TRALAC - Trade Law Centre

Kenya sets up economic zones to boost rapid industrialisation

Friday, 03 April 2009

Source: Afrique en Ligne

Kenyan President Mwai Kibaki Saturday announced major plans to transform the Export Processing Zones (EPZ) to economic zones to attract investors into the lucrative export and manufacturing sectors in the East African country.

Addressing the country’s top economic think-tank, the National Economic and Social Council meeting here Saturday, President Kibaki said the EPZs would be transformed into economic zones and would be set up in all the major cities and towns.

“The cabinet has approved the transformation of the export processing zones into economic zones to spread the entrepreneurship opportunities. These economic zones would be available in all cities and towns in Kenya,” Kibaki said.

Kenya’s EPZ, set up in the 1990s to save the country from an acute shortage of foreign currency and balance of payment constraints, has increased job-creation in the East African country, creating some 40,000 jobs annually.

But these EPZs, mainly specializing in the export of apparel to the US and the African Growth and Opportunities Act (AGOA), have been under severe competition from China after the World Trade Organisation (WTO) opened up the US market.

WTO effectively ended the African monopoly on textile exports, opening it up to Chinese exporters, who effectively edged out most African exporters.

President Kibaki said the setting up of the economic zones would enable these facilities to diversify the range of industrial products produced within those zones.

He said the economic zones would help Kenya to grow rapidly in 2009.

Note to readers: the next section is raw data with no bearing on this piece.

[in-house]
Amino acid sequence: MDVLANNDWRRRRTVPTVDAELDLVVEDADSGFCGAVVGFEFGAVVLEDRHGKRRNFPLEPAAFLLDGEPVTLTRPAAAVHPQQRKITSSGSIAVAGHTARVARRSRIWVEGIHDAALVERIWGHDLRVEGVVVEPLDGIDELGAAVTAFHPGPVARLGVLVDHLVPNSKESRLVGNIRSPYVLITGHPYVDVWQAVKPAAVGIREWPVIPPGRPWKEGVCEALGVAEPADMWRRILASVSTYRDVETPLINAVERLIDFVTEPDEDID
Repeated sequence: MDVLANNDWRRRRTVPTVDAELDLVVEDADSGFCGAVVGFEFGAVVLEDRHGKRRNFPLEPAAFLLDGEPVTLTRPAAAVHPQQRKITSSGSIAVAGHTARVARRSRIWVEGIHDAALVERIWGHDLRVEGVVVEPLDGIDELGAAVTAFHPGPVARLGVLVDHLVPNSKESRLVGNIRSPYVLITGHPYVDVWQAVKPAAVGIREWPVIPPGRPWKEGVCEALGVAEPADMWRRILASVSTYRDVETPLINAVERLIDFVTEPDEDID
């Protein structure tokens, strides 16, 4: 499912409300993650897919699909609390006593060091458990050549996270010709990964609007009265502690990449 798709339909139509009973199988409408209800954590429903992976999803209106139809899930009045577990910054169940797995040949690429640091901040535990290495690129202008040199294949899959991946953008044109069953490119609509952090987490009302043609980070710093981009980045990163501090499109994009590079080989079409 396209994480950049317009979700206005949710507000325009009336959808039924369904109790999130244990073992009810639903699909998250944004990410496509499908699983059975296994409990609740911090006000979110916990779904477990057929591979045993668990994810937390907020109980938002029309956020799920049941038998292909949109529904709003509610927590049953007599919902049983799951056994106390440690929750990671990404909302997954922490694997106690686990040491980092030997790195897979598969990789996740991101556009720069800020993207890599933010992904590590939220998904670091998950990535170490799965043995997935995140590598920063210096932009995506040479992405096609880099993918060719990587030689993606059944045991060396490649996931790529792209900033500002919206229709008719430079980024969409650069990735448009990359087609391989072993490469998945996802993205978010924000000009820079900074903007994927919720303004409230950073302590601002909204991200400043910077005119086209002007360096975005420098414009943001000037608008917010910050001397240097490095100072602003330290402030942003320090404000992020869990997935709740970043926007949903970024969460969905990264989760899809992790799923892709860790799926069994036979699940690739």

Amongst the factories to be set up within the economic zones would be agricultural processing factories, information, communication technologies (ICT) firms and other industrial parks.

Kenya is considered one of the most industrialized states within the East African region.

Its exports account for 35 per cent of the US$ 6 billion annual trade within the Common Market for Eastern and Southern Africa (COMESA) region of 19 states.

President Kibaki also told the country’s top economic think-tank that their most important national duty this year must be to set up a new national transport and infrastructure corridor to open up the country to its neighbouring states.

He said the setting up of two transport corridors from Lamu, down around the country’s north coast, would open up a new transport route to Southern Sudan.

He also said the Malaba transport corridor, up west, would also enhance communication around the West.

The Malaba transport corridor, according to the President, would ease connections between Kenya and its chief trade partners, Uganda and Rwanda.

Kenya exports 52 per cent of all its industrial produce to Uganda.

“We need two more transport corridors. We shall build the two transport corridors,” Kibaki told the experts, including key ministers, senior economists from Africa, the Middle East and the United Kingdom, who have been selected to sit on the panel.

Kibaki said the successful setting up of the economic zones would clearly show that the government had a “good, consistent and functioning economic framework to deal with the challenges that Kenyans face.”

“ Latest AGOA Trade Data currently available on

Click here to view a sector profile of Kenya's bilateral trade with the United States, disaggregated by total exports and imports, AGOA exports and GSP exports.

Other regularly updated trade statistics on include: (click each link to view)

  • AGOA-Beneficiary Countries’ AGOA and GSP Trade Aggregates

  • AGOA Trade by Industry Sector

  • Apparel Trade under AGOA’s Wearing Apparel Provisions

  • Latest Apparel Quotas under AGOA

  • Bilateral Trade Data for all AGOA-eligible countries individually.